Americans will soon need visas to visit Europe starting in 2021
The European Union announced Friday that, starting in 2021, U.S. citizens will be required to apply for visas before traveling to Europe. Currently, Americans visiting Europe for less than 90 days aren't required to seek E.U. approval before their trip.
While it's an unwelcome extra step in the already hellish air travel experience, the new European protocol won’t be as difficult as the procedures for obtaining regular visas. Americans will have to apply for online for a European Travel Information and Authorization System (ETIAS) permit, a process that will require the completion of an online form and a payment before travel.
The application won’t call for an in-person interview or extensive background checks, and once granted the visa will apply for three years, allowing Americans to make multiple trips across the Atlantic. U.S. citizens still will not need prior authorisation to visit the United Kingdom, which is poised to exit the E.U.
While the news rule might seem a bit onerous, Europeans already have to go through a similar screening procedure before embarking on American vacations. Citizens of most E.U. nations and handful of other countries like Chile, Norway, and Japan must apply to visit the U.S. through a similar online form from the Department of Homeland Security, the Electronic System for Travel Authorization (ESTA).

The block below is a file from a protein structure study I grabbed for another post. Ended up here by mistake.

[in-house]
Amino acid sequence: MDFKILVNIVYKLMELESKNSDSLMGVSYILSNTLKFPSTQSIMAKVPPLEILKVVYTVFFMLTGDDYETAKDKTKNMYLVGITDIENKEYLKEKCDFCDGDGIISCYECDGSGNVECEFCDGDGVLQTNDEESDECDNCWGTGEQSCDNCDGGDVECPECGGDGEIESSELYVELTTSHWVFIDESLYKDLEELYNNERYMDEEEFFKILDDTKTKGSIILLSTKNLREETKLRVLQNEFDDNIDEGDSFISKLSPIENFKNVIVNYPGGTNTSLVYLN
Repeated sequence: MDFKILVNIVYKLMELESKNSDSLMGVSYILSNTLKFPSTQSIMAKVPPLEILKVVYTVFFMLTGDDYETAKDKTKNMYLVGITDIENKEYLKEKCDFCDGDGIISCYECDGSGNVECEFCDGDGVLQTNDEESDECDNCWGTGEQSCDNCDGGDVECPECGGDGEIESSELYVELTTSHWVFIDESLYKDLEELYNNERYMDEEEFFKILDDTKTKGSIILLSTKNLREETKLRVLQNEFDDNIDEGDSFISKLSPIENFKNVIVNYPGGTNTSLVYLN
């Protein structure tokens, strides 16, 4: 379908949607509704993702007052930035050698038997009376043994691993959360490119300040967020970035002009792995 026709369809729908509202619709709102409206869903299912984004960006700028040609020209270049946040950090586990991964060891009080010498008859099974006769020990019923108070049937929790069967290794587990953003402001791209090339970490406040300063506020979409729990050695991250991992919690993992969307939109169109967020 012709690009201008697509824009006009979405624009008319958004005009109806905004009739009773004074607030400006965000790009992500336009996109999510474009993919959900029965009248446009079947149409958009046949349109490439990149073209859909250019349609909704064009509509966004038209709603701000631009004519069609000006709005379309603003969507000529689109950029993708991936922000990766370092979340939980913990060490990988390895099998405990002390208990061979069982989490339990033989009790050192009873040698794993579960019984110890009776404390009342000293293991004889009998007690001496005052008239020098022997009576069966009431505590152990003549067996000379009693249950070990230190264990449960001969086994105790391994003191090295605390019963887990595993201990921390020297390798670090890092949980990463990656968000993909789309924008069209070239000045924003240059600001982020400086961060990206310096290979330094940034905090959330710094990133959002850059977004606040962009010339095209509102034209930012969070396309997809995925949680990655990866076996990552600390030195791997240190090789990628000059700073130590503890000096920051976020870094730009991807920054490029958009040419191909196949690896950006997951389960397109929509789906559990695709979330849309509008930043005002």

European officials promise that the ETIAS procedure with be cheap and easy, costing a fee of €7 (about $8) and granting approval to 95% of applicants within minutes. Applicants who aren’t instantly approved will have the chance to furnish supporting documents or appeal the rejection.
If you’re planning any trips, be sure to fill out the out the forms carefully—global travelers have already found their holidays imperiled by ESTA typos. Multiple Europeans, including a cancer patient, a 70-year-old grandfather, and the family of a three-month-old baby, have had to spend thousands of dollars on cancelled or rescheduled vacations after they accidentally identified themselves as terrorists, clicking "yes" rather than "no" on the form’s question reading, "Do you seek to engage in or have you ever engaged in terrorist activities, espionage, sabotage, or genocide?" Yep, that's part of the American security apparatus—straight-up asking people if they're terrorists.